As I write this, the clock is ticking on another spring gobbler season.
We've reached that time when we're pretty much exhausted from arising at 4 a.m. or earlier and hitting the woods in search of a cooperative longbeard. Some of our buddies have already tagged out. We're happy for them, and a bit envious. And we wonder when, or if, our opportunity will materialize one spring morning.
Some hunters will look at those who have filled their tags and think, "those guys are good."
Well, yes and no.
I've had many years where I've filled both New York tags (no, not this year), but I don't consider myself a great turkey hunter by any means.
While others turn off the alarm clock, roll over and go back to sleep, I arise without the need for an alarm, ready to hit the woods each May morning. This year, travel and work duties have gotten in the way of my typical intense pursuit. And it has showed; although I've had some good hunts and close encounters, I've yet to fill a tag.
But it could happen if my work duties don't interfere too much as the season winds down. Because while there are certainly some outstanding hunters out there, more often than not birds are harvested by those who simply refuse to quit and don't shut it down for the season with excuses like "it's over" or "they're henned up" or "they're pressured now" or "they've all been shot in my area."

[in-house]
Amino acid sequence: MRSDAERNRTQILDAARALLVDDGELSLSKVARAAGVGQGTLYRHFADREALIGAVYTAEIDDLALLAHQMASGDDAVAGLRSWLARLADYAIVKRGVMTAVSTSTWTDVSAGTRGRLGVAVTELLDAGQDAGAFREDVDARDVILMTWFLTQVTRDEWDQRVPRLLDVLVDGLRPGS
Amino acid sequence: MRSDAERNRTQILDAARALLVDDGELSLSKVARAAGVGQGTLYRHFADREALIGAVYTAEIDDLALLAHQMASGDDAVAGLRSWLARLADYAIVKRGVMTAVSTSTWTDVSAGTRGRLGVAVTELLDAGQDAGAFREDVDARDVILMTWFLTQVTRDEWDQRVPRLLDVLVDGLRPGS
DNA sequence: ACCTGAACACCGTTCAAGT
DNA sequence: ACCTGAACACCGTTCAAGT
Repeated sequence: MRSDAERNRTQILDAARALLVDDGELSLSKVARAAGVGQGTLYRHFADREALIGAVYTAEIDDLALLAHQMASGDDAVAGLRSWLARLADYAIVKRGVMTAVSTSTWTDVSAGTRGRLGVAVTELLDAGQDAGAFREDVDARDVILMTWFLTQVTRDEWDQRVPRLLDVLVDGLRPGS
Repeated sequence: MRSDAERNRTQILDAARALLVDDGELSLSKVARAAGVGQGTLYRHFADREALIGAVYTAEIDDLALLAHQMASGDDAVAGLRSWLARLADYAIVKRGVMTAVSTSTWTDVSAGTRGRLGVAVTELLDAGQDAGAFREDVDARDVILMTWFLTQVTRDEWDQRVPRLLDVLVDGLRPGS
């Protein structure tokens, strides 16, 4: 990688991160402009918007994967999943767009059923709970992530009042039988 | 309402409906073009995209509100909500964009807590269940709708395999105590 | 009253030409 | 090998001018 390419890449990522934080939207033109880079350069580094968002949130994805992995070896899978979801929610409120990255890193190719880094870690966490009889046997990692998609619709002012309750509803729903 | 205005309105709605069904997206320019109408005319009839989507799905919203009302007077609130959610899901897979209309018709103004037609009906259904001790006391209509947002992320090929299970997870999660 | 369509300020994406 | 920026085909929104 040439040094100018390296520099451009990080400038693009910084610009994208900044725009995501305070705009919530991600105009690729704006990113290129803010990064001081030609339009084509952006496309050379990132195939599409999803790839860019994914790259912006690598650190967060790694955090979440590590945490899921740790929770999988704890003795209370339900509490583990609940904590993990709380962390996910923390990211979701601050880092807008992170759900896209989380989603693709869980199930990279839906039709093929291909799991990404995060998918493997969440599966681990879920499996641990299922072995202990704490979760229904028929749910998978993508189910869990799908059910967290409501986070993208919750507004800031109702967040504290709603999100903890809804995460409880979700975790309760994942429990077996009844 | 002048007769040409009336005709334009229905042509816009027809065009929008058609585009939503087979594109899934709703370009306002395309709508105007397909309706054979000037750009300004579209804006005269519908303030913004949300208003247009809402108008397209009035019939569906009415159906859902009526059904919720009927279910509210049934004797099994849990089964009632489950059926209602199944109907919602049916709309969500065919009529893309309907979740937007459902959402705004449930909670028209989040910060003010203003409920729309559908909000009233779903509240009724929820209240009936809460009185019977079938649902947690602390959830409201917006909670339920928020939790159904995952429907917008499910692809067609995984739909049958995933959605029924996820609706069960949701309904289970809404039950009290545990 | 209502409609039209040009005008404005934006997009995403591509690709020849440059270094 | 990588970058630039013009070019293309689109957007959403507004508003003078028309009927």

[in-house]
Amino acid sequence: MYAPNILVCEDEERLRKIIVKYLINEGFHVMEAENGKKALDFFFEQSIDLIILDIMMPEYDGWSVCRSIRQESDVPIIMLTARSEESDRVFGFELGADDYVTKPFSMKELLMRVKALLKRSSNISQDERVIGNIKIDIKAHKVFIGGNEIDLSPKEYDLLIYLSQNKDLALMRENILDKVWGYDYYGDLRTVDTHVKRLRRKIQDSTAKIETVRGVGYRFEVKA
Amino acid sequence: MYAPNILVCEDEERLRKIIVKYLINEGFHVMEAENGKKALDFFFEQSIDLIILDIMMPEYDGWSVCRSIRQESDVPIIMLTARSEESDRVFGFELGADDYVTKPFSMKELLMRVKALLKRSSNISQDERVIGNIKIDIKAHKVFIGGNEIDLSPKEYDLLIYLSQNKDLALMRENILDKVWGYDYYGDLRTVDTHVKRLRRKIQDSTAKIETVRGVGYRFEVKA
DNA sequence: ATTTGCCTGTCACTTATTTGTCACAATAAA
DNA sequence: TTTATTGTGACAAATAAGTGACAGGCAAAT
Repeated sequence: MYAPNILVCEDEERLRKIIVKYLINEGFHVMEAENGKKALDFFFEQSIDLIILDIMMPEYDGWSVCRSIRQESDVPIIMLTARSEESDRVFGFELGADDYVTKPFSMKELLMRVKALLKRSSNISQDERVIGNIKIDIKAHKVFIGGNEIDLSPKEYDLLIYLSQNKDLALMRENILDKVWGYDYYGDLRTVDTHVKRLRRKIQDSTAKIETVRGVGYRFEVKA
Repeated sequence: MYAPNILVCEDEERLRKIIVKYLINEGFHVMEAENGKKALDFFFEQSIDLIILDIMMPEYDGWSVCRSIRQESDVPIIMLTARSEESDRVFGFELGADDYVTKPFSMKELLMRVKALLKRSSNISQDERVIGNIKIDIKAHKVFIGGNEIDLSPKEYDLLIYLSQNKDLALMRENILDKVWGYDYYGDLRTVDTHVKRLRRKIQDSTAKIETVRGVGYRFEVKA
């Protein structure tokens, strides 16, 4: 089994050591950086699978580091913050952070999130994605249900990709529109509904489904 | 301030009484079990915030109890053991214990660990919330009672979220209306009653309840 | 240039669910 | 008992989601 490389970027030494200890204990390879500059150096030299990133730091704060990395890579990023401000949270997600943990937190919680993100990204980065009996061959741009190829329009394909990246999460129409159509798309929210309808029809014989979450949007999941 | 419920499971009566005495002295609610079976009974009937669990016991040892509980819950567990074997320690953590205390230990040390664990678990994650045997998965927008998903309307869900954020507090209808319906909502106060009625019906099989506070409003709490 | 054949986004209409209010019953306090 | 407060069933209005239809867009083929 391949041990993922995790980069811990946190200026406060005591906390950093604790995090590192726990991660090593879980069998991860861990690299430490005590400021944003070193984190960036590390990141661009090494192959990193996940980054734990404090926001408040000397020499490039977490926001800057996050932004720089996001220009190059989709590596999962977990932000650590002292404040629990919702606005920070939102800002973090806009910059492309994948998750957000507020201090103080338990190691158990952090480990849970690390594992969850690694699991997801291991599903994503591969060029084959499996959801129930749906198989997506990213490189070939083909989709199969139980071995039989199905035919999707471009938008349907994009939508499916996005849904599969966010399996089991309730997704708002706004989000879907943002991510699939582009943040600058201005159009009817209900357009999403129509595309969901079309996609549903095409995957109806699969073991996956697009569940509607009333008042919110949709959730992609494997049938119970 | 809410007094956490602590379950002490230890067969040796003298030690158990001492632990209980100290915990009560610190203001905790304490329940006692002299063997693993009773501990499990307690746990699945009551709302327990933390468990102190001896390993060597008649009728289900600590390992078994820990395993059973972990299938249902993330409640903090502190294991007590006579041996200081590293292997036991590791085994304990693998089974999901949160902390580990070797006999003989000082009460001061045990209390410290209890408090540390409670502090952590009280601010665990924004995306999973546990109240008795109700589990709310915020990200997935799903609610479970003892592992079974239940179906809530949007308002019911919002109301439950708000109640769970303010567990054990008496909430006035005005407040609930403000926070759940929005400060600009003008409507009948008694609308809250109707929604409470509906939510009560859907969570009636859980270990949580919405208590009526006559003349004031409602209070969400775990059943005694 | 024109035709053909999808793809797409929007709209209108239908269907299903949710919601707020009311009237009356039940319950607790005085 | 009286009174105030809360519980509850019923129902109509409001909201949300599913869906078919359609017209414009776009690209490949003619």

Over the years I've been one of those hunters who has killed scores of birds – in five different decades now – simply because I was the one who donned the camouflage and headed out the door ahead of the sunrise and was out there when the gobbler was ready to play. Ready to die, actually.
You can be one of those hunters, too. All you have to do is keep hunting, keep believing. And maybe alter your game plan, but only slightly.
Typically during the late season I forego the use of decoys, with the theory that some birds have, in fact, been hunted and have seen their share of hen, jake and strutter decoys.
I tone down my calling substantially, usually limiting my effort to a few light yelps or clucks and purrs. Sometimes nothing more than raking the leaves to simulate a feeding turkey.